I Hate All Women's Magazines – Kveller
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I Hate All Women’s Magazines

To say that my husband is an avid magazine reader would be an understatement. He amasses magazine subscriptions the same way my 4-year-old devours candy at his grandma’s house–indiscriminately and in extremely large doses.

Bloomberg, Businessweek, Popular Science, Architectural Digest, Rolling Stone–my dear man is receptive to any periodical that makes its way into our mailbox. 

Due to his insatiable appetite for disposable printed matter, I’m often surprised with random women’s glossies distributed on my doorstep. In fact, just last week I opened my mailbox and for a split second I was delighted to find a pink-covered, freshly-pressed magazine just for me. But then I remembered–I HATE MAGAZINES. I do. And despite American women’s love affair with monthly publications that tell them what to wear, how to take care of their kids, and how to lose their saddlebags in just 10 minutes a day, I would guess that even the most Vogue-voracious of females hate women’s magazines just a little bit.

So upon peering into my mailbox, I was incensed to find one of the most abominable publications I could imagine: a fitness magazine.

You see, I’m generally healthy. I’m thin. I do a modest amount of cardio each day running after my kids. But when I peruse through a fitness magazine… I suddenly feel like a sedentary, morbidly obese couch potato in imminent danger of a terrible disease, or at the very least a dreaded case of mommy muffin top.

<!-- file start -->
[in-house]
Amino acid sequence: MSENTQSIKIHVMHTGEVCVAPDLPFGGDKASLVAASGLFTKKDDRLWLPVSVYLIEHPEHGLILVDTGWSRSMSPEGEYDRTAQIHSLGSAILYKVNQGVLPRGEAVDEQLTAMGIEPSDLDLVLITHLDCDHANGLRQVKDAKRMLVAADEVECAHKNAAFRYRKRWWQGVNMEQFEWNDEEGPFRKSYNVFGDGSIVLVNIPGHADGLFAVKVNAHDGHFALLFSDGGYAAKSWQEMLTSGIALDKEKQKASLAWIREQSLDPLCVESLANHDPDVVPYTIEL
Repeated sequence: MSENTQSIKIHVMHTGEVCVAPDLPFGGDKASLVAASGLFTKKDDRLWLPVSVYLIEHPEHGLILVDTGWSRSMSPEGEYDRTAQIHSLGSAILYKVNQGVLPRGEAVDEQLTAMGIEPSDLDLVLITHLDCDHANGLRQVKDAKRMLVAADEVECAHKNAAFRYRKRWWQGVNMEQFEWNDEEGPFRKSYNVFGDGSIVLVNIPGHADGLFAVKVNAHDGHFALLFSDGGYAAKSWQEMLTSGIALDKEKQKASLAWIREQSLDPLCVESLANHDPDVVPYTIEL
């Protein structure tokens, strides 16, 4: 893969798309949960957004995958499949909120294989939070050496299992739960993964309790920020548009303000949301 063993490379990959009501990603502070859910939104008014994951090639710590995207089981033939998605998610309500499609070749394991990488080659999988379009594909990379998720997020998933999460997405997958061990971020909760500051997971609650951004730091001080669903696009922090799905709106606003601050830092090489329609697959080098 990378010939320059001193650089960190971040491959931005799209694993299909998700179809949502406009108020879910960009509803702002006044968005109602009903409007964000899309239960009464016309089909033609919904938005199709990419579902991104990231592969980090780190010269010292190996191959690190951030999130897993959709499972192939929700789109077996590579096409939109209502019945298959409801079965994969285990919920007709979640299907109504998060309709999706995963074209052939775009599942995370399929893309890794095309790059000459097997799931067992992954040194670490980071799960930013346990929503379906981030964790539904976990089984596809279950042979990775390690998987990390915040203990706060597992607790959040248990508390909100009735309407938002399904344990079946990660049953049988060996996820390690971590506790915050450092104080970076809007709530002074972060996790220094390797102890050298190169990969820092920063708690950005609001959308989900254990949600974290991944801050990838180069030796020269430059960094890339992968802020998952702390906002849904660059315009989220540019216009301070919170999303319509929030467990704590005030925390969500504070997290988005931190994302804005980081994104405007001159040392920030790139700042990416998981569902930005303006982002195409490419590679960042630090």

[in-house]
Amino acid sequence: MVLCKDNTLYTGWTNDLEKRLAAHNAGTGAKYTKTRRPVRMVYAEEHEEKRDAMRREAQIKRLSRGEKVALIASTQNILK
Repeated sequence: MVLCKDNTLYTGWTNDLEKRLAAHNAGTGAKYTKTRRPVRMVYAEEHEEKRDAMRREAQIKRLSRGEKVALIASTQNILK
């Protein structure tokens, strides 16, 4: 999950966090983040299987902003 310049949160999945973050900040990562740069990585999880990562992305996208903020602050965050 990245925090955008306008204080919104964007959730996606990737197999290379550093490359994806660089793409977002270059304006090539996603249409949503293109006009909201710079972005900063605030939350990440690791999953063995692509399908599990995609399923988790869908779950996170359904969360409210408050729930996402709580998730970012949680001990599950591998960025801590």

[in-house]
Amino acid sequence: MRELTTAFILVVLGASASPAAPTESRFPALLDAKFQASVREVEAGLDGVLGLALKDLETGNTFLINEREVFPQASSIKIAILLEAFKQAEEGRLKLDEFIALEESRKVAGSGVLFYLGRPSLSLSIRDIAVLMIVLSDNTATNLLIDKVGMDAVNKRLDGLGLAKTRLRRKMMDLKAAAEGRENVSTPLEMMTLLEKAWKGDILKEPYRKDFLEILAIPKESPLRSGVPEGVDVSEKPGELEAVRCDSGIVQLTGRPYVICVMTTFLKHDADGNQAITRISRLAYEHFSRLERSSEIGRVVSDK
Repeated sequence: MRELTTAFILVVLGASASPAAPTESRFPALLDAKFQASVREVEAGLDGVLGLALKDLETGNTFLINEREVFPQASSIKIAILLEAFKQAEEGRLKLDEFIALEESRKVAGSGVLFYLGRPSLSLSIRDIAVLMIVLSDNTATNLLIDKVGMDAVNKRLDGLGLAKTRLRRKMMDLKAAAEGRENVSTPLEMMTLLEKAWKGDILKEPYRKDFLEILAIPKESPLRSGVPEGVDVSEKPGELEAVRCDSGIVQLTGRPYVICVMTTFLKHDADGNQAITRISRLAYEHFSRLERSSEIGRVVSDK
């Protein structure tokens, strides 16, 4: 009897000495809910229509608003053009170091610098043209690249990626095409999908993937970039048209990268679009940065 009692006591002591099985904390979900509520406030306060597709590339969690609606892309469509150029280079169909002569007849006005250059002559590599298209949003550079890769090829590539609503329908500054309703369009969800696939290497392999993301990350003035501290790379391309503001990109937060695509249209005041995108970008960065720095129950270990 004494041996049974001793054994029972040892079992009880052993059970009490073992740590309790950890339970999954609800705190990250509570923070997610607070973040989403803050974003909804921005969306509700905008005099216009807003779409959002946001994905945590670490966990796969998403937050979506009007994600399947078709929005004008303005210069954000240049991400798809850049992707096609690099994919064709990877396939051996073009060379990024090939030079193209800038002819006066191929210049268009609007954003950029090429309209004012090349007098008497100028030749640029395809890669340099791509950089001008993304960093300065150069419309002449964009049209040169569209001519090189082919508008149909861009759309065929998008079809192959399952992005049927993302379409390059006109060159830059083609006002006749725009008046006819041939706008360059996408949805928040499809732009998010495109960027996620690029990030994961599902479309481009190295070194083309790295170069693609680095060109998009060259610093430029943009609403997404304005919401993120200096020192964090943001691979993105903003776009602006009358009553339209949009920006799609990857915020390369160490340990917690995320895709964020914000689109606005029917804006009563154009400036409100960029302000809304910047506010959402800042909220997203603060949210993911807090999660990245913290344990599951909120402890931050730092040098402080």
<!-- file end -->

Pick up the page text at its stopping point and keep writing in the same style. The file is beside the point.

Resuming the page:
And it’s not just the health mags.

I’m a good mom. But when I browse a parenting magazine… I suddenly feel like I’m failing my kids miserably for not artfully sneaking the veggies in their meals, for not toting around a designer diaper bag, for not baking that organic fish-bowl birthday cake for that Nemo-themed bash that I won’t be throwing.

I literally majored in fashion and beauty. But after thumbing through a celeb magazine… I think I must be a total shlub. Katie and Suri match their outfits while I am content when my baby’s sock matches with…her other sock.

But even with my utter loathing of magazines, I’ll admit that they tempt me. The main problem with these monthly glossies is that they’re so darn irresistible. They’re cheap entertainment, easily available, and often come redolent of Britney Spears’ latest fruity floral perfume. Heck, sometimes they even hold the promise of a free canvas bag. And seriously–who can resist another eco-friendly tote?

The headlines, too, are designed to lure you in. From the hyperbolic (“Get your Best Beach Body EVER“), to the terror-laden (“10 Superfoods YOU MUST EAT During Pregnancy“) to the oddly curiosity-piquing (“What Kind of Breakfast Cereal is Your Parenting Personality?”), these sensational monthlies beg to be opened.

But we all know that at the end of a magazine overdose, whether at the pedicurist, pediatrician, or post-kids’ bedtime, we don’t feel like we’ve gained much–except for a nagging sensation of not good enough.

So I’m cancelling my subscriptions and trading in those ad-heavy, sensationalistic confidence shrinkers in favor of an inner sense of contentment with my life. What will I do to unwind? Here’s a novel thought: I think I’ll read a book.

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Photo via Flickr/Jessica Mullen

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